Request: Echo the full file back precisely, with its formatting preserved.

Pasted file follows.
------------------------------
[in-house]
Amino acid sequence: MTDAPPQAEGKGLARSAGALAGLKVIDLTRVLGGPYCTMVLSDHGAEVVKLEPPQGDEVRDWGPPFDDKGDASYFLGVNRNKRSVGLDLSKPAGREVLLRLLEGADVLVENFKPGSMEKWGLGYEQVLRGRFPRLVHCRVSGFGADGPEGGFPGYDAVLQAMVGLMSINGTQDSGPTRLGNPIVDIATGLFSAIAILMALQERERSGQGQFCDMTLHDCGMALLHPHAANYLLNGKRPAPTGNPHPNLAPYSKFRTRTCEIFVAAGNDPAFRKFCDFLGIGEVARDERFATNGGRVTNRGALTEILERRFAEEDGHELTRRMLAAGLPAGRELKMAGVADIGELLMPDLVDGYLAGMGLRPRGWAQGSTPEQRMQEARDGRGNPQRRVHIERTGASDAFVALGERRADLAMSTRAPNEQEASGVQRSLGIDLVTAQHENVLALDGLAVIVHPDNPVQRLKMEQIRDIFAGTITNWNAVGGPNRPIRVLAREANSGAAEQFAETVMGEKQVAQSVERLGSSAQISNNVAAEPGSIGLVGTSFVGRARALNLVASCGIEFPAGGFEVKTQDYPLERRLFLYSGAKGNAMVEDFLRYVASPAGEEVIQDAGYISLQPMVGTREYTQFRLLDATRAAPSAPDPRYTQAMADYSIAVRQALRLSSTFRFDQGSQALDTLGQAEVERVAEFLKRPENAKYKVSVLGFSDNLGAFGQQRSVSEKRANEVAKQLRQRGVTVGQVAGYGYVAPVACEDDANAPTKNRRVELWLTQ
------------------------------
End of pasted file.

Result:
[in-house]
Amino acid sequence: MTDAPPQAEGKGLARSAGALAGLKVIDLTRVLGGPYCTMVLSDHGAEVVKLEPPQGDEVRDWGPPFDDKGDASYFLGVNRNKRSVGLDLSKPAGREVLLRLLEGADVLVENFKPGSMEKWGLGYEQVLRGRFPRLVHCRVSGFGADGPEGGFPGYDAVLQAMVGLMSINGTQDSGPTRLGNPIVDIATGLFSAIAILMALQERERSGQGQFCDMTLHDCGMALLHPHAANYLLNGKRPAPTGNPHPNLAPYSKFRTRTCEIFVAAGNDPAFRKFCDFLGIGEVARDERFATNGGRVTNRGALTEILERRFAEEDGHELTRRMLAAGLPAGRELKMAGVADIGELLMPDLVDGYLAGMGLRPRGWAQGSTPEQRMQEARDGRGNPQRRVHIERTGASDAFVALGERRADLAMSTRAPNEQEASGVQRSLGIDLVTAQHENVLALDGLAVIVHPDNPVQRLKMEQIRDIFAGTITNWNAVGGPNRPIRVLAREANSGAAEQFAETVMGEKQVAQSVERLGSSAQISNNVAAEPGSIGLVGTSFVGRARALNLVASCGIEFPAGGFEVKTQDYPLERRLFLYSGAKGNAMVEDFLRYVASPAGEEVIQDAGYISLQPMVGTREYTQFRLLDATRAAPSAPDPRYTQAMADYSIAVRQALRLSSTFRFDQGSQALDTLGQAEVERVAEFLKRPENAKYKVSVLGFSDNLGAFGQQRSVSEKRANEVAKQLRQRGVTVGQVAGYGYVAPVACEDDANAPTKNRRVELWLTQ